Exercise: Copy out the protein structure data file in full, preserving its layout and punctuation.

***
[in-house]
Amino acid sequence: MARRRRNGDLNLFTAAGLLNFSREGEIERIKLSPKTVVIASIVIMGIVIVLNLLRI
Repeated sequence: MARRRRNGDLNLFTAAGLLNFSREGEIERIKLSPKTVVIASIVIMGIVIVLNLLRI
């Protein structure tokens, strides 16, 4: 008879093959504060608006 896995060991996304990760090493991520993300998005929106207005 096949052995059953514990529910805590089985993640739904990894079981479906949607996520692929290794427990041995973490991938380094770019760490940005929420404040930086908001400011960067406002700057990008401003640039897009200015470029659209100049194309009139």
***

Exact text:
[in-house]
Amino acid sequence: MARRRRNGDLNLFTAAGLLNFSREGEIERIKLSPKTVVIASIVIMGIVIVLNLLRI
Repeated sequence: MARRRRNGDLNLFTAAGLLNFSREGEIERIKLSPKTVVIASIVIMGIVIVLNLLRI
């Protein structure tokens, strides 16, 4: 008879093959504060608006 896995060991996304990760090493991520993300998005929106207005 096949052995059953514990529910805590089985993640739904990894079981479906949607996520692929290794427990041995973490991938380094770019760490940005929420404040930086908001400011960067406002700057990008401003640039897009200015470029659209100049194309009139």